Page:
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Should the Buffalo Bills keep Rex Ryan, Tyrod Taylor?

Rant-y column below.

On Rex Ryan

Rex Ryan’s defense is outdated. Back even 7-10 years ago, the exotic zone blitzes and delayed safety blitzes had time to get home with quarterbacks still mostly under center and utilizing a great deal of five- and- seven-step drops. Now, it’s a shotgun, quick-passing league.

I’m not insinuating the zone blitz is obsolete, but to disrupt offenses today, I think you have to make getting upfield the fundamental responsibility of defenders closest to the ball. Maybe his exotic blitzes confuse some quarterbacks... but it really doesn’t matter a whole lot due to the high percentage of quick passes.

Rex has made the cardinal sin of being a head coach or coordinator in the NFL. He had success — which boosted his ego — then didn’t think he ever needed to evolve. The league evolved and passed him by. You can call it classic NFL head coach hubris. In fairness to Rex, this happens to the majority of NFL coaches.

In a vacuum, two years isn’t enough for a head coach in the NFL. But sometimes, there are some extenuating circumstances. This may be one of those situations.

Buffalo’s defensive regression has been staggering. And it’s gotten disorganized.

If you follow me on Twitter, you know of my staunch belief that players are considerably more important than coaches in the NFL.

(Yes, only having 10 games of Aaron Williams has really hurt Rex’s defense.)

And, more to that, head coaches aren’t so much “coaching” as they are “managing.” Rex has had more than his fair share of in-game gaffes and hasn’t exactly put some of his core players in the best position to succeed. The most glaring example of that is what’s happened with Marcell Dareus.

He’s not a two-gapping nose tackle. Wait, let me rephrase that. He can play the nose and two-gap (aka eat blocks / double teams), but the Bills didn’t sign him to a mega, super-player-friendly extension to do that.

From 2011 to 2014, when he was predominantly asked to “attack” in passing situations, he had 28.5 sacks in 63 games, good for a .45 sack-per-game average.

In Rex’s system, Dareus has 5.5 sacks in 22 games, which means his sacks-per-game averaged dropped to .25. That’s a significant dip.

Now... Dareus probably wasn’t in the best shape of his career this season, but he hasn’t been used optimally under Rex. Just hasn’t.

I’ve gotten to the point in which I waver back and forth from being totally indifferent on Rex’s future and thinking it’d be the best decision for the Bills to fire him. Then again, if they keep him — which I highly doubt at this point — continuity won’t be the worst thing for the organization.

If Rex is retained, he first has to realize his “reputation” isn’t and his defenses aren’t nearly as good as he believes. His decision to punt in overtime when his offense had accumulated 589 yards of offense and “turn it over to his defense” was a microcosm his stubbornness and increasingly delusional idea of himself.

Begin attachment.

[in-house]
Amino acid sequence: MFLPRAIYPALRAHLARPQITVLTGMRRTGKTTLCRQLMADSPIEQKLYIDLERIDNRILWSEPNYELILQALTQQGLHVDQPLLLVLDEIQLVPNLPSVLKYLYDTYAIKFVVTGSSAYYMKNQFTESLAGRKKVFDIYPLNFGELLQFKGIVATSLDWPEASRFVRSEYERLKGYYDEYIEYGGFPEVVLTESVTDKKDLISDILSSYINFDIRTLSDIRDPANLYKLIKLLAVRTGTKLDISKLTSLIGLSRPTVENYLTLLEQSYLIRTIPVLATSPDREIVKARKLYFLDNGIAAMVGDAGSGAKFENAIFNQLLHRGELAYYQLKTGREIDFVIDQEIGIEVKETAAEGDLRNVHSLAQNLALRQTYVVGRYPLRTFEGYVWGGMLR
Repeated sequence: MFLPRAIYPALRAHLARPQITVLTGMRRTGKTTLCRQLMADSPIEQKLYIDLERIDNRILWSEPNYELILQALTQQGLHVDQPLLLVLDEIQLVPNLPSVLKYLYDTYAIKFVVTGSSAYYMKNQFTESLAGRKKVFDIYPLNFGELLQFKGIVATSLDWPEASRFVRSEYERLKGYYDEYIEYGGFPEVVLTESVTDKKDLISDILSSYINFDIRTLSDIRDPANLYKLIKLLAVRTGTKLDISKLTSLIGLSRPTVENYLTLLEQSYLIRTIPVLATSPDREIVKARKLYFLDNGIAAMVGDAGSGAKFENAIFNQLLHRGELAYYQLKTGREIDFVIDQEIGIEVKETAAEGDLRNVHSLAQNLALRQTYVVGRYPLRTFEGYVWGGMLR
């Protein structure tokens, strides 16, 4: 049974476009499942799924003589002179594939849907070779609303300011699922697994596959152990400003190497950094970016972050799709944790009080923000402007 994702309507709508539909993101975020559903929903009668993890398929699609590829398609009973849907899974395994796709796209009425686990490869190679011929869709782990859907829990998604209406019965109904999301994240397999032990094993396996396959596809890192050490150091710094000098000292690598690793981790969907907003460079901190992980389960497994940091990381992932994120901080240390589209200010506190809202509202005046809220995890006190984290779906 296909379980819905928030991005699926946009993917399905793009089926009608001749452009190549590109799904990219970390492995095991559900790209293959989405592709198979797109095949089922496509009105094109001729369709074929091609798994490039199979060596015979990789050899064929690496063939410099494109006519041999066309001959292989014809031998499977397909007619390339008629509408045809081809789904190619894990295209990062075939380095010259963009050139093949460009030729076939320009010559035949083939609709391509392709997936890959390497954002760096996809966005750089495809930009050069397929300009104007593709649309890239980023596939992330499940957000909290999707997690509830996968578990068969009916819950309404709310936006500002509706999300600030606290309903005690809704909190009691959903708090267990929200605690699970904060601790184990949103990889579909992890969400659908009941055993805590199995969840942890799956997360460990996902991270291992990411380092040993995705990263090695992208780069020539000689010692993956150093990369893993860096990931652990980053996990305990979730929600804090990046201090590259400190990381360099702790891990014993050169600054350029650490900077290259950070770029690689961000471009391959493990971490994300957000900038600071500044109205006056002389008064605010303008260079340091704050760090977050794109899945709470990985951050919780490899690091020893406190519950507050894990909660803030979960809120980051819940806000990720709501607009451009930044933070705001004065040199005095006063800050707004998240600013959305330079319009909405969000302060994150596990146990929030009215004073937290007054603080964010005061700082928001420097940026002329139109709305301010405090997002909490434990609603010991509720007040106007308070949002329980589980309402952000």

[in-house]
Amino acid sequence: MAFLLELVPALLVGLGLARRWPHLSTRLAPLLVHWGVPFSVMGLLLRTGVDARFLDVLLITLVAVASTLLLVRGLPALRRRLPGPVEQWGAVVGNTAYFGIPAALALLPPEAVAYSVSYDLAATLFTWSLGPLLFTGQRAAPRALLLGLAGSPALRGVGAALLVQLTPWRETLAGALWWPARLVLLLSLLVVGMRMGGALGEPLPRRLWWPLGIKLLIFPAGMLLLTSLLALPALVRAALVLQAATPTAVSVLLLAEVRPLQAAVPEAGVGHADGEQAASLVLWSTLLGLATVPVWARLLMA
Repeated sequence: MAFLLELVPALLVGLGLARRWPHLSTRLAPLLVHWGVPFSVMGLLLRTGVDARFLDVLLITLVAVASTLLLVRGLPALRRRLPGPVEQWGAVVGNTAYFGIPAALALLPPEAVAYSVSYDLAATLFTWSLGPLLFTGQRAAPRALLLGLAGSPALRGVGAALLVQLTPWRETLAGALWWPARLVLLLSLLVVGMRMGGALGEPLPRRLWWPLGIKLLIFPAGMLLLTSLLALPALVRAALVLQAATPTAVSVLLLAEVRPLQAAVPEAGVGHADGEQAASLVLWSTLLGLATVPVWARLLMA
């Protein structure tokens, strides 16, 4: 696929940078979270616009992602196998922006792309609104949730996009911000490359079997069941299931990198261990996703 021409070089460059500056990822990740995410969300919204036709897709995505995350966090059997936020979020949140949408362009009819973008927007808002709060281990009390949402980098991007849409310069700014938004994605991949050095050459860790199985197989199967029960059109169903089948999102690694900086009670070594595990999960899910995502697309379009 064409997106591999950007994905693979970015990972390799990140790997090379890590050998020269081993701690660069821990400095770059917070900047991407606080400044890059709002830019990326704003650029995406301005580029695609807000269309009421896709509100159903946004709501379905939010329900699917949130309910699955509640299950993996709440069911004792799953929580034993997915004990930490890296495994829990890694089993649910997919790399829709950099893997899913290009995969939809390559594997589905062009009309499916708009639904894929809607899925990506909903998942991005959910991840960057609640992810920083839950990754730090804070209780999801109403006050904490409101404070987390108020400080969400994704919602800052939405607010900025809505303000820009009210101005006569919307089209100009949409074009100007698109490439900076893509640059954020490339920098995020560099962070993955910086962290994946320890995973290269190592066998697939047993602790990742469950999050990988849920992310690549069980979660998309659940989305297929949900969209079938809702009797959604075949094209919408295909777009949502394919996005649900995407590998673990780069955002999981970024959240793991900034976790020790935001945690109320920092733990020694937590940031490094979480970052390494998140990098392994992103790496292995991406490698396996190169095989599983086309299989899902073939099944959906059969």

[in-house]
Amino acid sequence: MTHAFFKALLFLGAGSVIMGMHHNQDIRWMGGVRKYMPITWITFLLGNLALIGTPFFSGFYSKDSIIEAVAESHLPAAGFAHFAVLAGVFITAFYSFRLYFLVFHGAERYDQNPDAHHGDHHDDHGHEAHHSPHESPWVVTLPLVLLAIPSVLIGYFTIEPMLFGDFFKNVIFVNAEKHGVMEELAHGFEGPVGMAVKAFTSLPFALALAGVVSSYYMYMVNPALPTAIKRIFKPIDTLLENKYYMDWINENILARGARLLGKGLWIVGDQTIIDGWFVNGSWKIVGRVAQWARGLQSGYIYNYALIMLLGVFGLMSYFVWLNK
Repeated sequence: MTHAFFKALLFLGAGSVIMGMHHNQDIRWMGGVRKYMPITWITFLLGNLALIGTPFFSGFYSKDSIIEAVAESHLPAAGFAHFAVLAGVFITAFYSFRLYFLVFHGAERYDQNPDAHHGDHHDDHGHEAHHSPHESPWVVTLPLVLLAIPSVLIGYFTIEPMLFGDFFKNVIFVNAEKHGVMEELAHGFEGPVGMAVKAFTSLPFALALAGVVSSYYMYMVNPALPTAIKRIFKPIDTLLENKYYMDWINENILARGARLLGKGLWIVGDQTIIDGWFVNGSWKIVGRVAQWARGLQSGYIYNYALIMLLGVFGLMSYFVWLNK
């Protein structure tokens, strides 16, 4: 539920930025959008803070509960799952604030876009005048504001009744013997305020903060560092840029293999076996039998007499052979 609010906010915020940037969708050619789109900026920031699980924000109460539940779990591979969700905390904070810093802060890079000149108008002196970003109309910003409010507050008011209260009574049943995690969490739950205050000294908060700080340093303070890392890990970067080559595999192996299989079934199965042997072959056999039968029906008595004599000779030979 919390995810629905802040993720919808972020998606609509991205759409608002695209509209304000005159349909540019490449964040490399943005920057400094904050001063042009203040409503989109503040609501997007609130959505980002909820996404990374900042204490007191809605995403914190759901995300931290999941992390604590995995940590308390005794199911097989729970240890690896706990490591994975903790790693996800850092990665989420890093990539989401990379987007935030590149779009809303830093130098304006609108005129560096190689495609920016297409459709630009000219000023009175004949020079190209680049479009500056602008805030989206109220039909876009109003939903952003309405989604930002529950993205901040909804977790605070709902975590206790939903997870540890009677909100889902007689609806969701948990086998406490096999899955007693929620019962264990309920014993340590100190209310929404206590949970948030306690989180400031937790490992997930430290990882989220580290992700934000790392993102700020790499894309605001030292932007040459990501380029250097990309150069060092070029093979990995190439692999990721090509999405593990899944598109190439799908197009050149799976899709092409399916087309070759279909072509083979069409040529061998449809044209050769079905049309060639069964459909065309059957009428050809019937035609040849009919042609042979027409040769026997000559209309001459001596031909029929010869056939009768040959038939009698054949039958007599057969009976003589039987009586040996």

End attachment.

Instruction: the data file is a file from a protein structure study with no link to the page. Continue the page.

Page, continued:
After that, he needs to do some soul searching about how he’ll tweak his defensive philosophy and get more organized. I’m just not sure he’d ever do those things.

On Buffalo’s offense

While watching the Steelers - Ravens game last night, I was once again reminded that the Ben Roethlisberger - Le’Veon Bell - Antonio Brown triplet is an absolute blast and the main reason Pittsburgh has morphed into an offensive juggernaut and will return to the playoffs for the third year in a row.

Obviously the Jim Kelly - Thurman Thomas - Andre Reed triplet is the gold standard in Buffalo.

The Tyrod Taylor - LeSean McCoy - Sammy Watkins triplet is a Top 5 to Top 7 triplet in the NFL. Think about it.

Watkins’ yards-per-target figure over the past two seasons, with Tyrod as his quarterback, is an astounding 10.4. Odell Beckham Jr.’s yards-per-target average over that same time frame is 8.6. Sure, starting at the beginning of 2015, OBJ has seen 320 targets to Watkins’ 139, but the yards-per-target gap between the two is striking.

Regarding Tyrod... ready for these stats? (Disclaimer: you are not)

He’s had a QB rating of 100 or more in 12 of 29 career games with the Bills. That’s 41.3%. Also, in 18 of 29 career games, he’s had a QB rating over 90. That’s 62%.

Derek Carr has had a QB rating of at least 100 in 11 of his last 31 starts (beginning in 2015). That’s 35.4%. He’s had a QB rating of 90 or more in 15 of his last 31 starts. That’s 48.3%.

And, no, Tyrod didn’t necessarily pad those stats in his stellar 2015. He’s had six games with a QB rating over 100 in 2016... which is the same number Carr has this season. Lastly on this comparison, Tyrod’s yards-per-attempt average with the Bills is 7.46. Carr’s YPA in 2015 and 2016 combined is 7.0.

Crazy, right? But that’s all true.

Sure, Tyrod and Carr are asked to do different things in their respective systems, but those facts are interesting considering the immense disparity in how both of those QBs are perceived.

LeSean McCoy is LeSean McCoy. He has been an elite RB since 2010 or 2011, and he’s had the most efficient (and arguably his best) NFL season this year.

The point here — the Bills should keep their Tyrod, Sammy, McCoy triplet together and continue to build around it. They need to pick up Tyrod’s option and let him go into 2017 as the unquestioned starter. Remember, they can still draft a quarterback if they want. Their (realistic) goal should be to field the most dynamic yet balanced offensive attack in the NFL.